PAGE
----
The self-aggrandizing inclusion of a monarch in The Kingdom, sketched out by way of a few jabs of a brush gobbed with white paint, and the canvas’ scale, at six feet wide, imply that Wong had gained a confidence that was missing in past efforts. Yet Wong seemed uncomfortable with the idea that he was a master. His king appears minuscule and expressionless—hardly very regal at all.

Likewise for the searching figures who populate contemporaneous works such as The Bright Winding Path (2017), in which a person in a blue shirt ambles along a zigzagging white walkway, nearly fading away into its thick web of pink dots. That figure has only one way to go, but because of the painting’s crowded composition, he seems lost.

It’s difficult not to see a parallel for Wong’s career here. He’d been included by curator Matthew Higgs in a group show at the Amagansett space of Karma, the New York market juggernaut with an eye for cutting-edge painting. This initiated a following for Wong, a painter by then based in Edmonton, Canada, who few in New York had even heard of before that.

Blue Rain
	Matthew Wong (Canadian, 1984–2019)
	Oil on canvas
	* Collection of KAWS, Promised Gift of KAWS inspired by Julia Chiang to the Metropolitan Museum of Art
	* © 2023 Matthew Wong Foundation / Artists Rights Society (ARS), New York.
	* Courtesy Museum of Fine Arts, Boston

Matthew Wong, Blue Rain, 2018.

©2023 Matthew Wong Foundation/Artists Rights Society (ARS), New York/Courtesy Museum of Fine Arts, Boston/Collection of KAWS

Wong’s social connections emerged organically—this was no nepo baby. Yet it’s worth considering how much knowing the right people helped Wong. The MFA Boston show includes loans from blue-chip artists like KAWS, Rashid Johnson, Jennifer Guidi, and Jonas Wood; the reason the Dallas Art Museum ended up with a Wong at all was because of the Dallas Art Fair, where the curators acquired his painting from Karma’s booth. This much is hinted in the wall text, but rarely ever is it laid bare. The fullest possible examination of Wong’s career, one that accounts for how his career and his legacy have enjoyed some level of market-oriented privilege through these ties, has yet to emerge.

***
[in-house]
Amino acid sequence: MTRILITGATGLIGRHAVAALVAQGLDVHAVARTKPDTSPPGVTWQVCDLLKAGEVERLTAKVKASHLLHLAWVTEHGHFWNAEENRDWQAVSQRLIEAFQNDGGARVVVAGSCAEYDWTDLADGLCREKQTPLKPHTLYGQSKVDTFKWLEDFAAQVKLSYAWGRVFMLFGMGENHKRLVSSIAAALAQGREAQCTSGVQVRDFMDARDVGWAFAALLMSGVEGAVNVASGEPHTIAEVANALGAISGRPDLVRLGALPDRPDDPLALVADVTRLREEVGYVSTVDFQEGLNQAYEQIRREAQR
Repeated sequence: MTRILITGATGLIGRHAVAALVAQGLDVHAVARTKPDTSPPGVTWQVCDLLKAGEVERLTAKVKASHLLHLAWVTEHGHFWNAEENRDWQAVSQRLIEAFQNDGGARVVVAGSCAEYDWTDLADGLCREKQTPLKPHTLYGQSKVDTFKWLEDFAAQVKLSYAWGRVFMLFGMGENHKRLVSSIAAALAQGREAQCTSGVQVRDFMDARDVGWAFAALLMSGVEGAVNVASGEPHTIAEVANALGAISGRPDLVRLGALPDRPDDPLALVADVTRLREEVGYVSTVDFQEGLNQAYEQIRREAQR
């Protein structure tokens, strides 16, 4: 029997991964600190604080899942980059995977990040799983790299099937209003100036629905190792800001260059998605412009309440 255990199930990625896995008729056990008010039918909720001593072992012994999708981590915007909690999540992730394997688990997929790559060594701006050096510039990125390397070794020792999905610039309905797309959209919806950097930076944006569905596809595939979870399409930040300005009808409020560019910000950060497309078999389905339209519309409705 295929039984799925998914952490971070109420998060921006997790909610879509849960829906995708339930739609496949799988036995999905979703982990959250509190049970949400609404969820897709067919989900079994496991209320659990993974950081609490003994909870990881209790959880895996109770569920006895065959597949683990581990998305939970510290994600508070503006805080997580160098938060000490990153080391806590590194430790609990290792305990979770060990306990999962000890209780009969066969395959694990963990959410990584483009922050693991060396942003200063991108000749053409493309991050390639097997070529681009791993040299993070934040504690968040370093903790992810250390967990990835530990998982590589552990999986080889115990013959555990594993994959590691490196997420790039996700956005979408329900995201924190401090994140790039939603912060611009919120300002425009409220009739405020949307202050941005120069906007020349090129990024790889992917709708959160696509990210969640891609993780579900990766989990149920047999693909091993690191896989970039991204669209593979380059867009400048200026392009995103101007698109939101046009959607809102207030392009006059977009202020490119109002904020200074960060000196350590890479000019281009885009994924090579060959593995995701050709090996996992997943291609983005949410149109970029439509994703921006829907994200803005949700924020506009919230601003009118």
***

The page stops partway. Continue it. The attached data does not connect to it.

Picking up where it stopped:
Li does better when it comes to Wong’s mental illnesses. She does not skip over his diagnoses of Tourette Syndrome and autism, which Wong himself embraced during his lifetime at the urging of his mother Monita. But more crucially, she does not view his paintings as metaphors.

It could be tempting, for example, to read a work like the terrific Blue Rain (2018), a painting of a solitary blue house behind chunky whitish slashes, as an allegory for Wong’s internal state. After all, such an argument is often made about Picasso’s Blue Period paintings, van Gogh’s Arles works, and a whole lot more. Li doesn’t fall into that trap, writing in the wall text that this spare abode is “a symbol of both shelter and loneliness” and leaving it at that.

A painting of a person sitting on an outcropping with a single tree on it. A red bird flies by, and across a gulf of white, there is a house beneath a vast green form.

Matthew Wong, See You On the Other Side, 2019.

©2023 Matthew Wong Foundation/Artists Rights Society (ARS), New York/Courtesy Museum of Fine Arts, Boston

How much one really can avoid that interpretation is admittedly tested by pieces like See You on the Other Side (2019), a painting made the year during Wong’s final year. It features a single figure sitting on a cliff, with a house far in the distance set off by a vast gulf of white. This painting appears toward the MFA show’s end, but it is not the last thing viewers see. That would be something that is not an artwork at all: a set of brochures that offer resources for those having suicidal thoughts.

By avoiding any heavy-handed proclamations about Wong’s mental state, Li allows him to be complex and not entirely knowable. Wong himself even welcomed that ambiguity with paintings like Tracks in the Blue Forest (2018), in which footsteps in snow trail off into the distance before disappearing altogether. Where is their maker, and what has happened to that person? The image leaves all that a mystery without a solution.